New York Jewish Week — Over the years, there’s been no shortage of funny Jews who’ve performed at the Comedy Cellar, New York’s premier comedy club: Jon Stewart, Sarah Silverman, Marc Maron and Jerry Seinfeld, to name a few.
Now there’s a new Jewish comedian performing at the subterranean club in Greenwich Village: Israeli celebrity chef Einat Admony.
Grub Street reported last week that Admony, the owner and founder of Balaboosta restaurant and the falafel mini-chain Taim, has been tapped to revamp the Olive Tree Café, the vaguely Middle Eastern restaurant that’s attached to the Comedy Cellar and a place where comedians often gather.
In addition to sprucing up the menu — adding her signature crispy cauliflower with raisins and pine nuts, as well as the falafel that made Taim famous — Admony is going one step further: She’s occasionally performing on the Comedy Cellar’s legendary stage. Just last week, she did a last-minute set opening for fellow Jewish funny woman Amy Schumer.
Admony, 50, who has been credited with popularizing Israeli cuisine in the United States, is known for her sense of humor: As a guest on “Call Your Mother,” the Kveller podcast, Admony joked that she made her daughter, then 9, sign a contract promising she wouldn’t turn into a monster teenager. “I’ve had a lot of [business] partnerships in my life, I know what a breach of contract is,” she told hosts Shannon Sarna and Jordana Horn.
Of course, being funny is one thing; doing standup is another. But it turns out that Admony had already taken some classes at Comedy Cellar. “It was 2018, and I wanted to take some kind of class that had nothing to do with cooking, restaurants, my kids, my husband, or anything familiar,” Admony told Grub Street, saying she was torn between pottery or comedy — but the latter won out. “It was something I realized I wanted to try.”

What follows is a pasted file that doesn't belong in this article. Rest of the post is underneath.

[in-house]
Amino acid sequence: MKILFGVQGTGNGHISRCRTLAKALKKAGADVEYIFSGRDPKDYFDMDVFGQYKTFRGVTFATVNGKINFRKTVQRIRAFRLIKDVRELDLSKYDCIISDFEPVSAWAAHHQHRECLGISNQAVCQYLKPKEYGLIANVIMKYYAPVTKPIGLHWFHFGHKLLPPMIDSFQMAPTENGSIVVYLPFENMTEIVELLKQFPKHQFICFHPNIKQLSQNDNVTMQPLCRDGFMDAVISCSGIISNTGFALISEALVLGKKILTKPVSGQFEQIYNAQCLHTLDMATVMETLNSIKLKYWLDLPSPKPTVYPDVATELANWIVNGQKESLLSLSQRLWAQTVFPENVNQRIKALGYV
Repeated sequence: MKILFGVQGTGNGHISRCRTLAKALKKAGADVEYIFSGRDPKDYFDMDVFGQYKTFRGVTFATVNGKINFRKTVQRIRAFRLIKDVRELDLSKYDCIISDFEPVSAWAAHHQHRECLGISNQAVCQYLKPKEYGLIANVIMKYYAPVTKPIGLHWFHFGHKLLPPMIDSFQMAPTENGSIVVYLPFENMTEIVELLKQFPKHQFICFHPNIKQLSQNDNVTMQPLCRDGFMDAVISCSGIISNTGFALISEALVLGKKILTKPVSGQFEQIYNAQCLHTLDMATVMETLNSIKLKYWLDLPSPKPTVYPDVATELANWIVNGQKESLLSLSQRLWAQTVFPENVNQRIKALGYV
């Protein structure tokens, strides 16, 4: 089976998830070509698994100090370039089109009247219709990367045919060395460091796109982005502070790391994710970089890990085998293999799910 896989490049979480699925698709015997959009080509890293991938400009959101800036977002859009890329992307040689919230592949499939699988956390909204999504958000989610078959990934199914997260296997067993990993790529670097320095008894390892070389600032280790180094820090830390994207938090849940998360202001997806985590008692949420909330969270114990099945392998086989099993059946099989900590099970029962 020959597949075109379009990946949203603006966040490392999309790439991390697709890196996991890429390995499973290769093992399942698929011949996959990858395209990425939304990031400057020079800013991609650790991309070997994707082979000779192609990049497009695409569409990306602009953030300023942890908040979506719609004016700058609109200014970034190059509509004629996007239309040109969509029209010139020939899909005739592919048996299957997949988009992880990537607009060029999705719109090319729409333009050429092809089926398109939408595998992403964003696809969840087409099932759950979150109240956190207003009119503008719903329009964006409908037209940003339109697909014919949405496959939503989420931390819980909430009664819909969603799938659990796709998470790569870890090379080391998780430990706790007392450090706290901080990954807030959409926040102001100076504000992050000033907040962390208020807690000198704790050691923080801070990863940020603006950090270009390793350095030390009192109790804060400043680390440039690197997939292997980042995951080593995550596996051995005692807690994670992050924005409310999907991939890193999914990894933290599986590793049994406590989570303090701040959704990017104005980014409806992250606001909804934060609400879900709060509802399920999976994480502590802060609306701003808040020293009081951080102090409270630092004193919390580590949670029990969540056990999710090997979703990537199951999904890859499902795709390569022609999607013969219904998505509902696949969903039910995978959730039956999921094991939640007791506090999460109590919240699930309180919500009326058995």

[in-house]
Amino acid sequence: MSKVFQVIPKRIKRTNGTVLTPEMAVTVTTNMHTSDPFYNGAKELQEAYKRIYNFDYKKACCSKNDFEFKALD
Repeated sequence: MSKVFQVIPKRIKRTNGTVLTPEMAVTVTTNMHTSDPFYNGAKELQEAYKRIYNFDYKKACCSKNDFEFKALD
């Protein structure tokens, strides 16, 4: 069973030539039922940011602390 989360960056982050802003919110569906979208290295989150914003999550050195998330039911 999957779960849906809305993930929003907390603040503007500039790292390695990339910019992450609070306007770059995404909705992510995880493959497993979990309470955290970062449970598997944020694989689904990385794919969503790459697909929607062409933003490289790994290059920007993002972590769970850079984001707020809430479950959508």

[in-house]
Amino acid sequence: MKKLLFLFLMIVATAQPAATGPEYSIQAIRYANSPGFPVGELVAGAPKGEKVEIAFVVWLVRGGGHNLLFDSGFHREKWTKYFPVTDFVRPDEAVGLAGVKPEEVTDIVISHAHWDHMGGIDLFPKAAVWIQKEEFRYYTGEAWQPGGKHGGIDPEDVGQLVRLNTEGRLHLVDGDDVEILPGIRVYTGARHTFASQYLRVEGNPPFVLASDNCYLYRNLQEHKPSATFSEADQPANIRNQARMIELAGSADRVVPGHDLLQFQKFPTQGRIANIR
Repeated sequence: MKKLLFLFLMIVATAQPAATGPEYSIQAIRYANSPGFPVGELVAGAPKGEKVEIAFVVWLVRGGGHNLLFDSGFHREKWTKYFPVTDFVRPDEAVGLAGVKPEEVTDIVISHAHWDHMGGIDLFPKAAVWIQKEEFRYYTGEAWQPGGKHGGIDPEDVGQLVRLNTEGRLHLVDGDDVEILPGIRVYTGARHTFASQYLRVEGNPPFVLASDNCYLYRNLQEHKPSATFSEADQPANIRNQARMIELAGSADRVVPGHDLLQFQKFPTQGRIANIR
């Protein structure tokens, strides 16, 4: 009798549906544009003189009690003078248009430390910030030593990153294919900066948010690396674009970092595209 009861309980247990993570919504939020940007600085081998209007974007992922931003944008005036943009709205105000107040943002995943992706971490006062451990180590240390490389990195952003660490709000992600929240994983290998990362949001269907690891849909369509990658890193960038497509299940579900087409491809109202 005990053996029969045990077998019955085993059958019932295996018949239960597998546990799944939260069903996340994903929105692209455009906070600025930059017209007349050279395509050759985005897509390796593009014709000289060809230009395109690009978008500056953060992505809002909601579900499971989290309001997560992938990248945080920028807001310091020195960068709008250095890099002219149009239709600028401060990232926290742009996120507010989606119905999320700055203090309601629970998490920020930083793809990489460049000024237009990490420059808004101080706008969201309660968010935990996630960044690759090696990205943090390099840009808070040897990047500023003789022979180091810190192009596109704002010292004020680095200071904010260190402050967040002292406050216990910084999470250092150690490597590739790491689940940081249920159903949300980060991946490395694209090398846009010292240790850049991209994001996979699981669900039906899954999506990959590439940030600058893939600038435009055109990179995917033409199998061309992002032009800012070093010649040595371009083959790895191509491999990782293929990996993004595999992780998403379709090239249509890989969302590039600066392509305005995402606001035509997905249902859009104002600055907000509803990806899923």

Admony added that she’s found an unexpected sense of freedom while performing. “Being an Israeli, I get a lot of hate comments on social media,” she said. “Being on stage gives me a little bit more opportunity to speak my mind.”
Noam Dworman, the owner of the Comedy Cellar and the cafe, is also Israeli; he took over from his late father, Menachem (Manny), in the early 2000s. When Dworman learned that Admony had an interest in standup, he thought she’d be the perfect person to revamp the menu, which itself had become the butt of jokes.
“Even if the space is famous, the food at Olive Tree Cafe is less so — Jerry Seinfeld once joked that watching a dying friend cough up ‘a horrible thing’ put him in the mood for the restaurant’s hummus,” Grub Street wrote. The new menu made its debut last week.
Admony told Grub Street she plans to honor the history of the cafe, both its Middle Eastern roots and its dedication to its comedians. “I tried to take some things off the menu, and they would tell me, ‘No, this has been on the menu for years!’ or ‘No, this comedian likes this dish!’ I’d say ‘Who cares?’” she told Grub Street. “We laugh about it, but I think it’s important that they put the comedians first. I understand that.”
Although Admony “will always be a chef first,” as she told Time Out New York, she sees her passions as two sides of the same coin. “I do see a connection between comedy and cooking,” she said. “We’re individuals and laugh about different things and we enjoy different foods so, in both fields, you have to figure out how to satisfy multiple people.”
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